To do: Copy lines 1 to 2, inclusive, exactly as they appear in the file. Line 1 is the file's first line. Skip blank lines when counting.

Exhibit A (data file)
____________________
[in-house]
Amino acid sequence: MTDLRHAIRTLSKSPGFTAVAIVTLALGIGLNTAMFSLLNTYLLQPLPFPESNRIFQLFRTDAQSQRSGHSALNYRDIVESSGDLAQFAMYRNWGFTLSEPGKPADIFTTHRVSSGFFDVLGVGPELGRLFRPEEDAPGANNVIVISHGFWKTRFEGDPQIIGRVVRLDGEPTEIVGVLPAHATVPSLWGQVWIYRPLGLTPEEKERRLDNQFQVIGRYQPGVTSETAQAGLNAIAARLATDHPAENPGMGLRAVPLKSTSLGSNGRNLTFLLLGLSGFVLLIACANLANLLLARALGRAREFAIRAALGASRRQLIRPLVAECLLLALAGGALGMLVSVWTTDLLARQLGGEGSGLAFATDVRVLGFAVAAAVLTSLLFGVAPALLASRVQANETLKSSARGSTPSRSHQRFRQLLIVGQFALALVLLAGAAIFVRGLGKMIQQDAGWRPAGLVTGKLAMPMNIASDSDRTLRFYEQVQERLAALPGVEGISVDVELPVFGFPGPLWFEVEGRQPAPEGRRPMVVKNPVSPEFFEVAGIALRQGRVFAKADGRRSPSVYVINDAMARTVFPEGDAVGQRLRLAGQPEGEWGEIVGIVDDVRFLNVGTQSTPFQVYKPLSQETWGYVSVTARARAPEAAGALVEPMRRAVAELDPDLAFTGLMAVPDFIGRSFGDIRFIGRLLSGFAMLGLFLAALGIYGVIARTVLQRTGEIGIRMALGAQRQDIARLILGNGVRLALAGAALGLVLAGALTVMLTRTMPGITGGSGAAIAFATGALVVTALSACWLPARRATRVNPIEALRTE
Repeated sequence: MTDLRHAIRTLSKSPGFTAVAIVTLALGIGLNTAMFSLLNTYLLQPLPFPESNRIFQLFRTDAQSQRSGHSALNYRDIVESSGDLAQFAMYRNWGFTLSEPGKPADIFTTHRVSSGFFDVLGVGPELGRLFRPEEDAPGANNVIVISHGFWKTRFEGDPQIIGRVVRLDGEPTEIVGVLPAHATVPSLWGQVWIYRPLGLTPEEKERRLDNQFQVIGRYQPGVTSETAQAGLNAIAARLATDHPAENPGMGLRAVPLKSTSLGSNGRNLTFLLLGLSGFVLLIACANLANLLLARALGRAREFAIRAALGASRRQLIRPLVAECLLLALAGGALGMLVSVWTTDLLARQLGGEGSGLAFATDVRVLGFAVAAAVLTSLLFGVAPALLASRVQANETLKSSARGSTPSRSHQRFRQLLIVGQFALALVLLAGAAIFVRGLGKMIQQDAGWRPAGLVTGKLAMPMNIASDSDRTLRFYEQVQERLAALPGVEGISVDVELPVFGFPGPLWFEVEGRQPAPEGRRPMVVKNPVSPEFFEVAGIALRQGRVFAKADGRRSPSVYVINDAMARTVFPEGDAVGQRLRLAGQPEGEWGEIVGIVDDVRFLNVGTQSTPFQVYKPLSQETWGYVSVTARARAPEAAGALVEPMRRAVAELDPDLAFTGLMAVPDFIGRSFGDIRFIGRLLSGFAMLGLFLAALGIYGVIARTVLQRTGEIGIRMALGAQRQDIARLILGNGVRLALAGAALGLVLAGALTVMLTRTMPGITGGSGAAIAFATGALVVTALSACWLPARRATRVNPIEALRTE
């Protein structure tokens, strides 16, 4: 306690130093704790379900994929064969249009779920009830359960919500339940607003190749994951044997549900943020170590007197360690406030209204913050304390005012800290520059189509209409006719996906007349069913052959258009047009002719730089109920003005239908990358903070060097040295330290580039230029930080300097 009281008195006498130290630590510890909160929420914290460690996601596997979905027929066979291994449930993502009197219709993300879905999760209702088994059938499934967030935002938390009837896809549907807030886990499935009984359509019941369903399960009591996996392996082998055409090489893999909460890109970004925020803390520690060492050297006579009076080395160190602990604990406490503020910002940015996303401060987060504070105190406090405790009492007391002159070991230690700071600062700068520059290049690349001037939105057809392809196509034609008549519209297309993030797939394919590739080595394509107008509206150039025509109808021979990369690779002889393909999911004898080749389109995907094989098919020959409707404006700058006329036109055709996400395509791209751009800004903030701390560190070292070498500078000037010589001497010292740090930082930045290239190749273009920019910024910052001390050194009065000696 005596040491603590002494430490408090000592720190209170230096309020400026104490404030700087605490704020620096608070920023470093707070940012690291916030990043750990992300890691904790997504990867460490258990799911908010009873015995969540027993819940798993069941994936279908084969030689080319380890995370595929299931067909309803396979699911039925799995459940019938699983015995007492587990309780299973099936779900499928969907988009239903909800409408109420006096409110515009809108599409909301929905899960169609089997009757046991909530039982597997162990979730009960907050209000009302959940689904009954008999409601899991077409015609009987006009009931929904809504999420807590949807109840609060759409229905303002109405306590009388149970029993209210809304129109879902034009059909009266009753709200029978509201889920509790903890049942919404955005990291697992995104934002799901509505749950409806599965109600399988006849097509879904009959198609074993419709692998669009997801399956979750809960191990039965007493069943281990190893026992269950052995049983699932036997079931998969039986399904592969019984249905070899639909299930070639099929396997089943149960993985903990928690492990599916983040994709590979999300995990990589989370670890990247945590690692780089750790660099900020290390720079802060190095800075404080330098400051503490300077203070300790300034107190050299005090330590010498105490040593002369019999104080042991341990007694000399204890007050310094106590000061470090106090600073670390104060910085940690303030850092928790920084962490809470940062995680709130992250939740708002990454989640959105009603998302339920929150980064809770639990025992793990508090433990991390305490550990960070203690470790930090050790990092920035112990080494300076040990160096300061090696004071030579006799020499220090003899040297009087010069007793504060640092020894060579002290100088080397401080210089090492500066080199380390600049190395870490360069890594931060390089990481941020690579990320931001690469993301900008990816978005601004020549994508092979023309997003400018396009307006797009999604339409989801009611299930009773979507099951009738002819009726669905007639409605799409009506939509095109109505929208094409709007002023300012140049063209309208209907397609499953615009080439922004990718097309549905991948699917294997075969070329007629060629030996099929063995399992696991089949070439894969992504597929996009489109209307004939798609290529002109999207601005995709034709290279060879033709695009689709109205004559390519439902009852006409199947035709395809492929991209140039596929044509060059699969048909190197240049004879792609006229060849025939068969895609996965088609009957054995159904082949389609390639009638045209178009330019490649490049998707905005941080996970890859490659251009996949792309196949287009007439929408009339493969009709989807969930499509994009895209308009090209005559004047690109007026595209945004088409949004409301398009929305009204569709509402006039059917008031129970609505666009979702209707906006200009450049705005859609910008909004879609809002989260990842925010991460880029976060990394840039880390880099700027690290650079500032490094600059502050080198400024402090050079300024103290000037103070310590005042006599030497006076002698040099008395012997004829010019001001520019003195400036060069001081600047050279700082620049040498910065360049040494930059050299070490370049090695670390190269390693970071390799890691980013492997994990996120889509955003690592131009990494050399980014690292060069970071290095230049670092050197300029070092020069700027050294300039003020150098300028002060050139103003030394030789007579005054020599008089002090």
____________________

[in-house]
Amino acid sequence: MTDLRHAIRTLSKSPGFTAVAIVTLALGIGLNTAMFSLLNTYLLQPLPFPESNRIFQLFRTDAQSQRSGHSALNYRDIVESSGDLAQFAMYRNWGFTLSEPGKPADIFTTHRVSSGFFDVLGVGPELGRLFRPEEDAPGANNVIVISHGFWKTRFEGDPQIIGRVVRLDGEPTEIVGVLPAHATVPSLWGQVWIYRPLGLTPEEKERRLDNQFQVIGRYQPGVTSETAQAGLNAIAARLATDHPAENPGMGLRAVPLKSTSLGSNGRNLTFLLLGLSGFVLLIACANLANLLLARALGRAREFAIRAALGASRRQLIRPLVAECLLLALAGGALGMLVSVWTTDLLARQLGGEGSGLAFATDVRVLGFAVAAAVLTSLLFGVAPALLASRVQANETLKSSARGSTPSRSHQRFRQLLIVGQFALALVLLAGAAIFVRGLGKMIQQDAGWRPAGLVTGKLAMPMNIASDSDRTLRFYEQVQERLAALPGVEGISVDVELPVFGFPGPLWFEVEGRQPAPEGRRPMVVKNPVSPEFFEVAGIALRQGRVFAKADGRRSPSVYVINDAMARTVFPEGDAVGQRLRLAGQPEGEWGEIVGIVDDVRFLNVGTQSTPFQVYKPLSQETWGYVSVTARARAPEAAGALVEPMRRAVAELDPDLAFTGLMAVPDFIGRSFGDIRFIGRLLSGFAMLGLFLAALGIYGVIARTVLQRTGEIGIRMALGAQRQDIARLILGNGVRLALAGAALGLVLAGALTVMLTRTMPGITGGSGAAIAFATGALVVTALSACWLPARRATRVNPIEALRTE